By Karen Billing
San Diego Veterans for Peace is doing what they can to bring a little warmth to downtown San Diego’s homeless population, as well as shine a light on an issue that is hidden in plain sight. The group’s Campaign for Compassion is raising money to distribute ponchos and sleeping bags to San Diego’s homeless.
Since the week before Christmas, they have delivered 225 sets, including a donation trip last Saturday. So far they have raised $8,744.
“The money has been coming in rather amazingly,” said Gil Field, director of communications, who notes they hope enough donations come to keep the drive going until warmer weather sets in.
Field, a Carmel Valley resident, is an immediate past president of the organization that promotes peace and seeks to increase public awareness of the costs of war.
One way they do that is by creating “Arlington West” downtown near the Midway—they put crosses in the ground to memorialize those lost in Afghanistan and Iraq.
Down near the Midway is where Field and his group connected with several homeless veterans and were given insight into how big the homeless problem is in San Diego. While estimates are that about 40 percent of the homeless people downtown are veterans, the group’s drive is to meet all homeless people’s needs.
Individually members had purchased and delivered 45 sets of ponchos and sleeping bags but it didn’t become a chapter campaign until Dec. 7. Big 5 Sporting Goods and Outdoor Products of Los Angeles gave the group a discount on the items allowing them to purchase, in bulk, very warm 30-degree Coleman sleeping bags and waterproof ponchos.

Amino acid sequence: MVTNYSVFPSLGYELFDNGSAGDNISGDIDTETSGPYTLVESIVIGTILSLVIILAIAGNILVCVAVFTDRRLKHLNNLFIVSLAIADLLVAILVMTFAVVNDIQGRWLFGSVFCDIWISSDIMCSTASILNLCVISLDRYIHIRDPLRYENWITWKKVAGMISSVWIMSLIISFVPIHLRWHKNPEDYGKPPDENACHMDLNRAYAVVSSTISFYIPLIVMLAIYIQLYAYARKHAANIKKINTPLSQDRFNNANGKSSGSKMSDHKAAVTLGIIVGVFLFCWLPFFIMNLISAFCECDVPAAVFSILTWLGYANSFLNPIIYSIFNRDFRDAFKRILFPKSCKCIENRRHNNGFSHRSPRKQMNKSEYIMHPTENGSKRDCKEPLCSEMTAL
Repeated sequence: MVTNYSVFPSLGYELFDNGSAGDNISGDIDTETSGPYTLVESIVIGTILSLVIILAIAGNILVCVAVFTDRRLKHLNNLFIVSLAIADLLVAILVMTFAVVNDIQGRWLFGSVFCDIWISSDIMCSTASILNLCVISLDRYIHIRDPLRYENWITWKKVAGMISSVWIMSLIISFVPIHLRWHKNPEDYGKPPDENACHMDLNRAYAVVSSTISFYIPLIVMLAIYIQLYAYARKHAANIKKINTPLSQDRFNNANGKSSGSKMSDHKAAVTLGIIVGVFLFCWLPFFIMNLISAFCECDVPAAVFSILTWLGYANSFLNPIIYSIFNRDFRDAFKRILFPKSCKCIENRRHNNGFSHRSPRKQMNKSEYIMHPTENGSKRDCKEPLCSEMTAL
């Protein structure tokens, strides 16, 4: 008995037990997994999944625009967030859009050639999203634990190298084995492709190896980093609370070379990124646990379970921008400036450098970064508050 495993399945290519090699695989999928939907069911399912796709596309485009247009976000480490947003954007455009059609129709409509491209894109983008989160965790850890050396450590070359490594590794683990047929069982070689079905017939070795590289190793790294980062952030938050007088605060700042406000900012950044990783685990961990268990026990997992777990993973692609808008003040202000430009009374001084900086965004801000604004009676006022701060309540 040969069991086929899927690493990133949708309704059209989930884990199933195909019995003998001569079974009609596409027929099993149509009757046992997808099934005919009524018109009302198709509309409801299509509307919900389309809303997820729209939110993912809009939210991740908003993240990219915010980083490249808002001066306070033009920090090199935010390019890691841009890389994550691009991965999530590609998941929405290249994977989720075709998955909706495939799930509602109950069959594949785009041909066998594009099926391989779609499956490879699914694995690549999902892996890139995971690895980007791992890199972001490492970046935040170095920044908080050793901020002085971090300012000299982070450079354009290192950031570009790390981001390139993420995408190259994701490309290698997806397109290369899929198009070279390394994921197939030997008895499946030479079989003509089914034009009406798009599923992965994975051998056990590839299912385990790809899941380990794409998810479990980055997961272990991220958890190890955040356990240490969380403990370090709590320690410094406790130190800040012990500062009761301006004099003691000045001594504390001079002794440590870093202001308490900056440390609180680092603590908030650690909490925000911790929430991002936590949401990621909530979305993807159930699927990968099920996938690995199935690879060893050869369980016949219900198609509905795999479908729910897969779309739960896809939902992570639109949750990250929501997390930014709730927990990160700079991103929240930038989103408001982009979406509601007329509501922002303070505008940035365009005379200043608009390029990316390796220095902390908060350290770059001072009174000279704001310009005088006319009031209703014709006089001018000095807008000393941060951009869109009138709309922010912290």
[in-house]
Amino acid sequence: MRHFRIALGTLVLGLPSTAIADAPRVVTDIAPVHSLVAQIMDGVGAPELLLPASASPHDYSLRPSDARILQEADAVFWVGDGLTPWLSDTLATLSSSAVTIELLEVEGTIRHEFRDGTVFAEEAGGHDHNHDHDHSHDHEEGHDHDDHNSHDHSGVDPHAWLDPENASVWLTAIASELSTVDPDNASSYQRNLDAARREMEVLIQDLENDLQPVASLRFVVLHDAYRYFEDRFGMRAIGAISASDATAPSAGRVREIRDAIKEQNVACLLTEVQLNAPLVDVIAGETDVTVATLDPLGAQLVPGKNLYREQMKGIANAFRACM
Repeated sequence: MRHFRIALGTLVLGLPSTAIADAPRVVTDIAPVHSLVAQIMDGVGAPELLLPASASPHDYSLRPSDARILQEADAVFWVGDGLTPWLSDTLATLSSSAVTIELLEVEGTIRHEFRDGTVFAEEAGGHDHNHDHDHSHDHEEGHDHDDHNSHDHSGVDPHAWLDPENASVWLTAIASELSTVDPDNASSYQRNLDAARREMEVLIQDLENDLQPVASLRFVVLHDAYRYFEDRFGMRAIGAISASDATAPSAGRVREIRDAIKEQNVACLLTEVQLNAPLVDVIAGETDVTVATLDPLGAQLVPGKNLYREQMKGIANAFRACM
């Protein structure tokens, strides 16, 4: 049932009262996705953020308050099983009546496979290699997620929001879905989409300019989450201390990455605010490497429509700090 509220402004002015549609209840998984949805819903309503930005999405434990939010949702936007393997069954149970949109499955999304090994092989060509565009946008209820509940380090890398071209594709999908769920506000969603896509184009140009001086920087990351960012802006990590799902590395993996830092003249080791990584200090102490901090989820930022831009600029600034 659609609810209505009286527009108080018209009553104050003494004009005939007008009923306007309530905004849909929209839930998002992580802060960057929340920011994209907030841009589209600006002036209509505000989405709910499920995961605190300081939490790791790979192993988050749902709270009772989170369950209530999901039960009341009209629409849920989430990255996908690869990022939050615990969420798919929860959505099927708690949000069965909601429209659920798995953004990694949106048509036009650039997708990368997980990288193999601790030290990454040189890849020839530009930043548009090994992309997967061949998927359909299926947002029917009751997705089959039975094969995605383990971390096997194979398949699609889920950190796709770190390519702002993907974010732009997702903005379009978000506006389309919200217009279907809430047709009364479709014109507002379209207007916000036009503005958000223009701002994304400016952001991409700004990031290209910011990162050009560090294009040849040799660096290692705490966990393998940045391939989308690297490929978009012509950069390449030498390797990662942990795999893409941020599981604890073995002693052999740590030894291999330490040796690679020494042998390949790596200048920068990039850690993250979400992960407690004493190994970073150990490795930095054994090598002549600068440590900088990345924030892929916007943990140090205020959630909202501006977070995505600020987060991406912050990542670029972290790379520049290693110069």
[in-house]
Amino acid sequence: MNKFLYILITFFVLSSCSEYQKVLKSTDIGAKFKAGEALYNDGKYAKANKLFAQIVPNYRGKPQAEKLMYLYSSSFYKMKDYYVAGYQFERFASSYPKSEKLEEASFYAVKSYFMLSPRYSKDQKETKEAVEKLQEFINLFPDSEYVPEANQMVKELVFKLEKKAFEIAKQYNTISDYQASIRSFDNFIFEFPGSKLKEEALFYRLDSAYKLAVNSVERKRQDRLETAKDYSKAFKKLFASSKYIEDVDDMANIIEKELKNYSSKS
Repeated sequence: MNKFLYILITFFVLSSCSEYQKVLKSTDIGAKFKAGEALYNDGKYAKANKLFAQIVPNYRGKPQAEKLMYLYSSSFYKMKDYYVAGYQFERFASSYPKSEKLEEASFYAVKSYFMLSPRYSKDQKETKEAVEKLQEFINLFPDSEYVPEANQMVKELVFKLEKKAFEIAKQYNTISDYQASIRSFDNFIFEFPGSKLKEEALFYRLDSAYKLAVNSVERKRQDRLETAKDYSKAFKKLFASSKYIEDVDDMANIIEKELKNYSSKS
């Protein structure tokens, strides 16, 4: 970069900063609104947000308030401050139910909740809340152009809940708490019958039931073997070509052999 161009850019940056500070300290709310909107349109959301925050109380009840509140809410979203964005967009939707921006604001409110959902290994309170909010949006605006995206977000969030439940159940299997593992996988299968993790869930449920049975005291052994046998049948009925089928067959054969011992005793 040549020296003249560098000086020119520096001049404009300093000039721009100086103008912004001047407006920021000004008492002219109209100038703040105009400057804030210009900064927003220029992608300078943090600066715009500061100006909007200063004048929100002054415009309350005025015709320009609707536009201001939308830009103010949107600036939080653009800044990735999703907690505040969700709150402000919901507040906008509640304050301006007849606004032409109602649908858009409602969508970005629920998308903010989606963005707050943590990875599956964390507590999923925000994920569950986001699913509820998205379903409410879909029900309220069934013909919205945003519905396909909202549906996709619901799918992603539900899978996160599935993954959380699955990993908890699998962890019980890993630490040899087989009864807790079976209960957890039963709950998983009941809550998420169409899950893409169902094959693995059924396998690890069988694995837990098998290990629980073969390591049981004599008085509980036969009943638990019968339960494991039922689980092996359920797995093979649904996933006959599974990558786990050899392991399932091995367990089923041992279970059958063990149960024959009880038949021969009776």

The sleeping bag is given out in a nylon stuff sack—the sleeping bag only takes up about half the space so people can use the bag to keep other items dry.
Unfortunately, Field said it is not hard to find people in need. He said under almost every Interstate 5 overpass downtown there are at least 100 people living there. He estimates in the four-block radius of 16th Street and Island, there are about 300 people sleeping on the street. This is downtown San Diego, Field said, and yet from the way it looks it’s as though you’re in one of the poorest countries in the world.
“When you go to these enclaves, it’s families, it’s women, it’s old people,” Field said. “Recently it’s a lot of people who look just like you and I, they look like they have all the trappings of being middle class. I’m seeing more and more 20-year-olds, mostly men. They look just like my kids.”
He said he sees people “fresh from housing,” who have nothing but the often-times nice clothes on their back, walk into these enclaves and settle down to sleep on a piece of cardboard.
The city has set up a 150-bed tent for homeless veterans behind the Goodwill off Rosencrantz. There is a civilian tent on 16th and Newton Streets. Veterans for Peace will often go to the tent shelters to find people in need who have been turned away due to capacity.